If the boxer makes it he can attain British, Commonwealth or World championship status resulting in a need to defend titles and more pressure. Being the undisputed number one is probably when the game is at its weakest because what one does by way of picking and choosing bouts at this stage is a bit wooly. Never mind. Getting there is great fun.

In essence this is a roll 'em and read 'em game of dice and charts. The production is typical Lambourne - photocopied A4 card - and whilst serviceable is uninspiring in itself. Common sense says, because of that the game should be lack lustre and a dull playing experience.

Far from it. Terry Goodchild has managed to incorporate enough chrome and characterization in the fighters to ensure that the sports gamer will have intense pleasure. He will also sometimes have bouts of frustration (sic!) as he attempts to secure what no real British boxer is likely to achieve. This is one of those rare games that is truly likely to be worn away with play.

Excellent value for money and only one error that springs to mind: the short game training circuits are both labelled 'European' and the lower one should be relabelled as 'American'. Highly recommended.

On a further look at The Return, I have the following observations:-

1. It would be a nice option to be able to fight, for example, only the world title bouts using the Championship Boxing system. For this there would need to be a way of translating the short game stats to the full thing. At present only the starting stats are given for both systems. The translation procedure could be used both ways so that historical bouts (ie with real fighters) could be fought in the short game manner.

2. The costs of training look a little low, particularly for title holders. My suggestion is that the costs be raised to 2k for a fighter who becomes British champ, 3k for Commonwealth champ, 4k for European champ and 10k for World champ. Losing/forfeiting the title would not reduce these costs.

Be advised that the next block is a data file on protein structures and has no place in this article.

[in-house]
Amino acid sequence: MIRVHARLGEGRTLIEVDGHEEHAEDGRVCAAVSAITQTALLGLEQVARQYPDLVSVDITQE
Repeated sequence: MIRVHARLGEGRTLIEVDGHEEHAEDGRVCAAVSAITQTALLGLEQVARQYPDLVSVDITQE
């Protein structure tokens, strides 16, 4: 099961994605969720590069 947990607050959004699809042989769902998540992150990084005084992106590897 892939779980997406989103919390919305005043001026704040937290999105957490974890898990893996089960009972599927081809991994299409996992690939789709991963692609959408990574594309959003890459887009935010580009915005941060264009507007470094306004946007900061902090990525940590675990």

3. I wonder if the fight negotiation table could be improved by a greater variety of results? For example, a fighter at the top reputation is stuck pretty well with a world title bout that he may not want and he is likely to have exhausted his mismatch option. Might a 2d6 roll across the top of the table be used? This would allow the present range of opponents to be expanded upon.

4. A fighter who becomes world champ should be able to pick his opponent or be given more options than presently exist - and more problems. Whilst achieving that coveted title gives great pleasure, what follows thereafter is left too much to the inventiveness and knowledge of the gamer. More rules/guidance/options would be very welcome. What about making each turn take up 2 months (natural lethargy in the wake of success) as a simple twist? Might the champ select any opponent from 50+ for a non title bout with purse determined as per the table and a 1d6 multiplier? You could even have a Fate Table for such niceties as 'wrapping Porsche round lamp post' or 'going three rounds with ex wife - TKO' or similar!

5. Here are other 'games' to be played with Return: (a) run a knockout competition with all 67 boxers (3 prelim bouts) then going from 64 to 32 to 16 etc and using a seeding system as per Wimbledon. Thus 67 takes on 1, 66 takes on 2 etc., all over 10 or 12 rounds; (b) try to work out the shortest amount of time each of the contenders could legitimately become world champ assuming they could fix the die rolls and card draws;

6. Is an expansion kit a possibility? New boxers would be nice. What about a similar set for other weights in boxing, or other sports?

Lambourne Games can be contacted at 8 Waters Avenue, Carlton Colville, Lowestoft, Suffolk NR33 8BJ (0502-562748).